Make some puppets:
There are no rules and regulations when it comes to making puppets, so have fun and be creative! You and your puppeteers can discuss which kinds of puppets to make -- paper cutouts, sock puppets, finger puppets, etc. Look around your house for materials so you can cut down costs -- for example, an old blue scarf makes a great Nile river, or an old tissue box can be cut into triangles and then painted to make an Egyptian pyramid. Incorporate music or songs into the show, and show your kids how to play around with their voices to sound more like their characters. Remember -- anything goes!
Let the kids do most of the work:
The more you involve children in the process of putting together the puppet show, the more excited they'll become and the more they'll learn. You may want to delegate jobs by age, giving older kids the chance to write some of the dialogue and younger kids a chance to help make the puppets. Just make sure to engage the kids as you create -- for example, if you're writing the script, ask things like, "if you were Moses and you had to talk to Pharoah, what would you say?" or if you're making puppets, ask things like, "if you were living in the desert, what would you wear?". Questions like these will help children relate to the characters and give them a more personal understanding of the ancient story.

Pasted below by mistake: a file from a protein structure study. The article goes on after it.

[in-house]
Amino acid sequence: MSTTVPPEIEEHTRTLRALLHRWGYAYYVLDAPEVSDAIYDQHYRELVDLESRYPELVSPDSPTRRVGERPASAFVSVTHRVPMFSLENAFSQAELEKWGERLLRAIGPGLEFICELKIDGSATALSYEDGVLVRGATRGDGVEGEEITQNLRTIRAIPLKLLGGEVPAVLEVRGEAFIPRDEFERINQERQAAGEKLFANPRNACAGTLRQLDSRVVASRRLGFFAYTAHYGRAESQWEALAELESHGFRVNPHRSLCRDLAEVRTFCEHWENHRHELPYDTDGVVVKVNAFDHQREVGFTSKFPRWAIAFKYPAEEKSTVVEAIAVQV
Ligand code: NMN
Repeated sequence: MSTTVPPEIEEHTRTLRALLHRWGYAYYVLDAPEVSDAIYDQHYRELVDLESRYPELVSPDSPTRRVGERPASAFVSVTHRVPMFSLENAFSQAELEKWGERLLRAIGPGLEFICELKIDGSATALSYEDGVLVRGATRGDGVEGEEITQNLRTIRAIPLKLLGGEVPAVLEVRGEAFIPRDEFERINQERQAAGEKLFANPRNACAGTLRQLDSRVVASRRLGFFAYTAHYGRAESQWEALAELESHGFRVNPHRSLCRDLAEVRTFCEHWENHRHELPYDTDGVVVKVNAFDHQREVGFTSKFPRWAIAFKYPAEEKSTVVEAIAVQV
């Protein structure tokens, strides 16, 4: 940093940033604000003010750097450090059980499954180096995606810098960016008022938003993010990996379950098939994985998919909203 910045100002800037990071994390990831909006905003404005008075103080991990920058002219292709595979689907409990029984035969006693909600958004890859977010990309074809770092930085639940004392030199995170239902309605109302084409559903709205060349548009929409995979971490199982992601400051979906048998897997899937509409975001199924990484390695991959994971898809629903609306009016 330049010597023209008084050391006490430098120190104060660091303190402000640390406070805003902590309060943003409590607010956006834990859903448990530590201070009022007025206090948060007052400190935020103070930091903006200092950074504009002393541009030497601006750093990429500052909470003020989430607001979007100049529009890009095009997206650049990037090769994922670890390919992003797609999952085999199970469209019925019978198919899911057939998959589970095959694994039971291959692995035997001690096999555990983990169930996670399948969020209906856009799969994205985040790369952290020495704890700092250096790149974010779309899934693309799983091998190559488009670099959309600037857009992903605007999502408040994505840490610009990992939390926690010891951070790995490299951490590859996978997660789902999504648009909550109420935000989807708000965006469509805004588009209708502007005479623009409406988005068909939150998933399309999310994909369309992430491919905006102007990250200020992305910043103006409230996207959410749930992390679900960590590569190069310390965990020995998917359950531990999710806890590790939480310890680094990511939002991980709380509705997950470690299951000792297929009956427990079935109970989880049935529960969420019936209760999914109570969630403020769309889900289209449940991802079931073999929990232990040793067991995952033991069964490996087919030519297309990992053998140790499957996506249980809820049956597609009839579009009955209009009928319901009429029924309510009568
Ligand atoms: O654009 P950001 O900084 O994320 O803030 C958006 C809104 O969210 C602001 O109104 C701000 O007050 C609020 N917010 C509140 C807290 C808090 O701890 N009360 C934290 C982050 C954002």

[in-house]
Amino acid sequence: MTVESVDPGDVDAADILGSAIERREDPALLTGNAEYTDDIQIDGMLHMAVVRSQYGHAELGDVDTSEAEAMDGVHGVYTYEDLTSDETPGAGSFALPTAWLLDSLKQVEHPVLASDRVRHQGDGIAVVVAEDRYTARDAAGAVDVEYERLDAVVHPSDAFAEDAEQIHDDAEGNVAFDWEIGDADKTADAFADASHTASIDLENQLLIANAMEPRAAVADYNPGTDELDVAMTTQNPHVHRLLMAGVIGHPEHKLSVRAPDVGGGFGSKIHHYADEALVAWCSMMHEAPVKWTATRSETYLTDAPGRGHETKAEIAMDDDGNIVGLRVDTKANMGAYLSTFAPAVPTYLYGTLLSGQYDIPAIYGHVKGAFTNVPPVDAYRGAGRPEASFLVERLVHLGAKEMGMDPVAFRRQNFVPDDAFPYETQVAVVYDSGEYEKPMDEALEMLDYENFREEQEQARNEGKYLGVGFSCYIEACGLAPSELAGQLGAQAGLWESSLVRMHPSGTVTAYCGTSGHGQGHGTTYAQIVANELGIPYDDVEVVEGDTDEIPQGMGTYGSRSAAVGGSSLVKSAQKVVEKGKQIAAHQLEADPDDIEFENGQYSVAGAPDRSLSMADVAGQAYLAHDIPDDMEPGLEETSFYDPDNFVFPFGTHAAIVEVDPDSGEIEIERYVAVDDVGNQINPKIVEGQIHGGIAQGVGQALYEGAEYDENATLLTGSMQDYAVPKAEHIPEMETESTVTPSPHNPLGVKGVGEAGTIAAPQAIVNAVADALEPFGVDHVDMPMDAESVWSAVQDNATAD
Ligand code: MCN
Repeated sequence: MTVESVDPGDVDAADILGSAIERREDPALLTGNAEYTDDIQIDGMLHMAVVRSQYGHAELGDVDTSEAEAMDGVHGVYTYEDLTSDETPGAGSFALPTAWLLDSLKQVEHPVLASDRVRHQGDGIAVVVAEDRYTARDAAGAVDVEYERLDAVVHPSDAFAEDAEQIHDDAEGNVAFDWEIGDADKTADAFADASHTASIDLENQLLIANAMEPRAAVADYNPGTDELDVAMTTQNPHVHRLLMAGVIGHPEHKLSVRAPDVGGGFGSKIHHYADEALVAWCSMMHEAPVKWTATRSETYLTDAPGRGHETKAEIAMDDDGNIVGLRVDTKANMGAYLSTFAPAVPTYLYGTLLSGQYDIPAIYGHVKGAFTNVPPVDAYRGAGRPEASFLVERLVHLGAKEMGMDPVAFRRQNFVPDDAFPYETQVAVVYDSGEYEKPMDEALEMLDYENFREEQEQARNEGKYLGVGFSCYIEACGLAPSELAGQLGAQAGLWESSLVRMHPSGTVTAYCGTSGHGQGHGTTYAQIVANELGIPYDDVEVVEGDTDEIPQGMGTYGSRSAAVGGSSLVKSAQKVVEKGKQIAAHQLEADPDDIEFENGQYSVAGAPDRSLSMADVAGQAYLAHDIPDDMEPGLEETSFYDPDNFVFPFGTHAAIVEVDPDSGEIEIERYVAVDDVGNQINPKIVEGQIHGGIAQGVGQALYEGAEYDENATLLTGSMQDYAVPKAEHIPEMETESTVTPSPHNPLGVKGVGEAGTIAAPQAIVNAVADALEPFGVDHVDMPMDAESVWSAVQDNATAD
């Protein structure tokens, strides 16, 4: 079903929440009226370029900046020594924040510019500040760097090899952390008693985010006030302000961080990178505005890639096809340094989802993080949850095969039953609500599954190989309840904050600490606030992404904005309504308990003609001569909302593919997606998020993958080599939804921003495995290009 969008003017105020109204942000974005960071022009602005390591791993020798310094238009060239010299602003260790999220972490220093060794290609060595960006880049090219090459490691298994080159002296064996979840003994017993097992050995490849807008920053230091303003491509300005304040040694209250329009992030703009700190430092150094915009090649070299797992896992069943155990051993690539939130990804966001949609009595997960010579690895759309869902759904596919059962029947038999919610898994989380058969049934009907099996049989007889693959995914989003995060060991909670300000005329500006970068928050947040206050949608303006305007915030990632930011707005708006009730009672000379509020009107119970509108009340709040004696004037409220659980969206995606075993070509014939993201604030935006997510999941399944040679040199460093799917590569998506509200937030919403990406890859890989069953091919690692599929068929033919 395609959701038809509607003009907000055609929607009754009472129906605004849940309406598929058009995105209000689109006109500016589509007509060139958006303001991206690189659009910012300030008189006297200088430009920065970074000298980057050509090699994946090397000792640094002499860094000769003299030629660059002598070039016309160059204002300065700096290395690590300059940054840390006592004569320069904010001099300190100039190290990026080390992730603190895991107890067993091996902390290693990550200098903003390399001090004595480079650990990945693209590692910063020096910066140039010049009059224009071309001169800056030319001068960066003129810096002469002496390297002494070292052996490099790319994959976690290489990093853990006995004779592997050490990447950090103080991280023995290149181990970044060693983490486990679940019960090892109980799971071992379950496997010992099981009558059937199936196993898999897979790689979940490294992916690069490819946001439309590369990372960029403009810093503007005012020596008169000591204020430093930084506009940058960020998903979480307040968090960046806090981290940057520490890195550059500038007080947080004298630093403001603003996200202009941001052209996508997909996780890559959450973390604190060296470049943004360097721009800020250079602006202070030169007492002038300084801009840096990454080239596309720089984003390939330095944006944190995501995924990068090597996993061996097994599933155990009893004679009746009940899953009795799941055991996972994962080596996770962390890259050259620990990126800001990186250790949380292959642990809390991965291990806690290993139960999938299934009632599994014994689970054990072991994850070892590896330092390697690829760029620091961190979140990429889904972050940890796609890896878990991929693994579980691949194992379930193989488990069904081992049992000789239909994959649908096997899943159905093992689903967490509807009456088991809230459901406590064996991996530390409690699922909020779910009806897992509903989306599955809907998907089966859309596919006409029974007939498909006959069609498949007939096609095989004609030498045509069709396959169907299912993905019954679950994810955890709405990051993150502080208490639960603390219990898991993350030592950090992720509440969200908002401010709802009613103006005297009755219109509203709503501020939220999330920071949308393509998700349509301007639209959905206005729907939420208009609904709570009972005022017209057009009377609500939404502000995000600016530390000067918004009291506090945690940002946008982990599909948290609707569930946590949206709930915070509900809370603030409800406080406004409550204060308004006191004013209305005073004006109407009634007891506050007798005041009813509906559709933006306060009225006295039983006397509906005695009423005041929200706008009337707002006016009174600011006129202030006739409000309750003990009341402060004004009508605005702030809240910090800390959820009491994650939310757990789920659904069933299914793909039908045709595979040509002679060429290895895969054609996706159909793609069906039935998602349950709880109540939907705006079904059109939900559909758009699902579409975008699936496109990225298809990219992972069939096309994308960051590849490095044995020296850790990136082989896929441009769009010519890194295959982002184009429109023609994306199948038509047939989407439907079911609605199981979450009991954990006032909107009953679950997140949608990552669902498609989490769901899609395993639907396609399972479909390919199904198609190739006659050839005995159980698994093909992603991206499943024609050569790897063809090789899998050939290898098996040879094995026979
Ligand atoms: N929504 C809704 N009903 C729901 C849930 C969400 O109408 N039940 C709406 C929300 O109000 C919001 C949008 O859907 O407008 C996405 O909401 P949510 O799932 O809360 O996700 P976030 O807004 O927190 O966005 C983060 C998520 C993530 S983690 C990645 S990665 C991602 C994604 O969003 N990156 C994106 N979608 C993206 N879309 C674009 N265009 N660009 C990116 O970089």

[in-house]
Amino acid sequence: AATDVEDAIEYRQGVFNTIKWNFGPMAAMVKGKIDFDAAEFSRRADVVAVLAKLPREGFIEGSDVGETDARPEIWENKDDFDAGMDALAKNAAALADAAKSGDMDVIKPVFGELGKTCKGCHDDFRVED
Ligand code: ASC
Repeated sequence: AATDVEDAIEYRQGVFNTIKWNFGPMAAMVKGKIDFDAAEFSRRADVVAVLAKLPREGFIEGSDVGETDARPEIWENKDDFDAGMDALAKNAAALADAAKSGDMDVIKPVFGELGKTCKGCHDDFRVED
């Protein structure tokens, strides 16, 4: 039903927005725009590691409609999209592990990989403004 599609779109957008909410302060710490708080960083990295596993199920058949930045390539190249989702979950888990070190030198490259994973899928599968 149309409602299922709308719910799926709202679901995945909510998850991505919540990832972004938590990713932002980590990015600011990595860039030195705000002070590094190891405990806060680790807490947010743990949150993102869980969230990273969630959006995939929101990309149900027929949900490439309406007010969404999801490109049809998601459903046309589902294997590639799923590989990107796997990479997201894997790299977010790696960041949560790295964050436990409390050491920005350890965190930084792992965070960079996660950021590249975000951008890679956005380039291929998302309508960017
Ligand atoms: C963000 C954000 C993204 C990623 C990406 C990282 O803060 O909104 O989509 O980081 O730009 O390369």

Include some Passover snacks:
While the children are busy making their puppets, why not take the opportunity to teach them more about Passover by giving them some special Passover foods to snack on? You can make sandwiches out of matzoh (large, flat crackers, eaten instead of bread during Passover) or make some haroset (a mixture of apples, raisins, wine/juice and nuts, made to symbolize the mortar the Jews used as slaves) for them to munch on. This is a great way to teach kids about why Jews eat special foods during the Passover holiday.